Residents don’t need to travel hundreds of miles to get the advanced technology of robotic surgery in a big City hospital. Our local Hospital of Central Connecticut (HoCC) is using state of the art robotic surgery on patients nearly every day.
“Robotics surgery was initially developed in the 1990s by the government during the Gulf War so surgeons who were not on the battlefield could do surgeries remotely,” said Dr. James Massi, chief of surgery at the HoCC. “After the war, a company picked it up and advanced the technology.”
Robotic surgery is a form of minimally invasive surgery and has the advantages of giving patients less discomfort as there are only puncture wounds given. This leads to less blood loss, less pain and a quicker recovery rate.
The HoCC has been using this technology for nine months. Its first case was done last November.
“The biggest push has been in urology for prostrate surgery,” said Massi. “Techniques have moved into other areas such as GYN.”
Presently, it is most often used for gynecologic conditions, including gynecologic cancers, and benign conditions like endometriosis, adenomyosis, uterine fibroids, ovarian remnant and others and urologic conditions, including prostate cancer, kidney cancer and other benign kidney disorders
Massi said both robotic surgery and laparoscopic surgery are minimally invasive. But, laparoscopic surgery is only two-dimensional. Robotic surgery, which is controlled by a surgeon, allows for three-dimensional views and movement.
“Instruments in laparoscopic surgery are rigid. Robotics follows the natural movement of your hand,” said Massi. “This is ideal for small confined spaces. It gives a tremendous advantage to surgeons.”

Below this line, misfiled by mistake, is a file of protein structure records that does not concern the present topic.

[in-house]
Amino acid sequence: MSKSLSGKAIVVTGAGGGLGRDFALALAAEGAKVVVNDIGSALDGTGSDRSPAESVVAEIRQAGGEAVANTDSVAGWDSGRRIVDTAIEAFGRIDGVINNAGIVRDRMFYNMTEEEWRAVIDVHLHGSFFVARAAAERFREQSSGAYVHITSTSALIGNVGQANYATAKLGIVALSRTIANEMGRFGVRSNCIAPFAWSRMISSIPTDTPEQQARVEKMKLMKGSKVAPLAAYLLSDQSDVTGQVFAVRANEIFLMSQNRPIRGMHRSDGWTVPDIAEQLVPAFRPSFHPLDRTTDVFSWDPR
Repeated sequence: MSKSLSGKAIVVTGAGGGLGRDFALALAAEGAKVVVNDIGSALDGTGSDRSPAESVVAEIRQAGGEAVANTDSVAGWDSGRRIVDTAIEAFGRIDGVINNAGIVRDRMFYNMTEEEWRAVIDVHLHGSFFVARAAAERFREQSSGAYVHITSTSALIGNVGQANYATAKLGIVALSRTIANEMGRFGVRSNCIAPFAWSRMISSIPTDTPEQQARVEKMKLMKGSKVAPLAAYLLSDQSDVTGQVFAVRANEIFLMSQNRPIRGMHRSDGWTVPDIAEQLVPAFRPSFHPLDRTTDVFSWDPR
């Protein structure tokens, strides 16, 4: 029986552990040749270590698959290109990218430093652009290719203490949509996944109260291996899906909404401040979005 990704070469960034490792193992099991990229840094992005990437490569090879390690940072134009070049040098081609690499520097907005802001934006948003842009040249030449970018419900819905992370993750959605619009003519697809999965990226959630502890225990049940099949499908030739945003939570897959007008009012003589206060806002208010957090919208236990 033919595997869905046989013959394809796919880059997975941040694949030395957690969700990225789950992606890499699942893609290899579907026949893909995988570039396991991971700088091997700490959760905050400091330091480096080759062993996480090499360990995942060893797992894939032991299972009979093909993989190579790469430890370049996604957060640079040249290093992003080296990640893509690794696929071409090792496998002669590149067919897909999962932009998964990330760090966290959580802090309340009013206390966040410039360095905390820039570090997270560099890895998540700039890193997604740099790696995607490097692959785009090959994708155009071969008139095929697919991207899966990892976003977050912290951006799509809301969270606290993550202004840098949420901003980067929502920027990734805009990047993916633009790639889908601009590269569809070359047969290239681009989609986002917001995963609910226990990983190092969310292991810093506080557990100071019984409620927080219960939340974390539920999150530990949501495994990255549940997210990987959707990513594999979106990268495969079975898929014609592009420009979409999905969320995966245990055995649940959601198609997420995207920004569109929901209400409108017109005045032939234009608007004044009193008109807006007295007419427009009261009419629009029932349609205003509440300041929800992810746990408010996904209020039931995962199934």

How does the DaVinci® Robotic Surgical System Work?
It is not a robot performing surgery on you. It is robotic arms being moved by a surgeon, who sits at a console and views a magnified, high-resolution, 3-dimensional image of the surgical site. The console is equipped with controls the surgeon uses to precisely manipulate the robotic arms. The robotic arms are fitted with special surgical instruments that precisely reproduce the movement of the human hand, wrist and fingers.
To date 160 robotic surgeries have taken place in the HoCC which was more than the 120 anticipated for this time period.
“We are in the process of having surgical oncologists and colorectal surgeons trained,” said Massi. “Most hospitals are now obtaining this technology and all will have it in the future.”
Massi believes it will eventually move into general surgery. The main problem with it has been that is takes a bit longer than open surgery. But, that is changing. As people become more familiar with the system, times are getting shorter and eventually may not be any longer than any other surgery.
“You need to have a dedicated team to robotic surgery,” said Massi. “This technology is in its infancy. In the future more and more procedures will be done this way.”
Enough procedures, in which, the HoCC is considering bringing in a second robotics machine.
For more information go to http://www.thocc.org/services/surgical/robotic.aspx.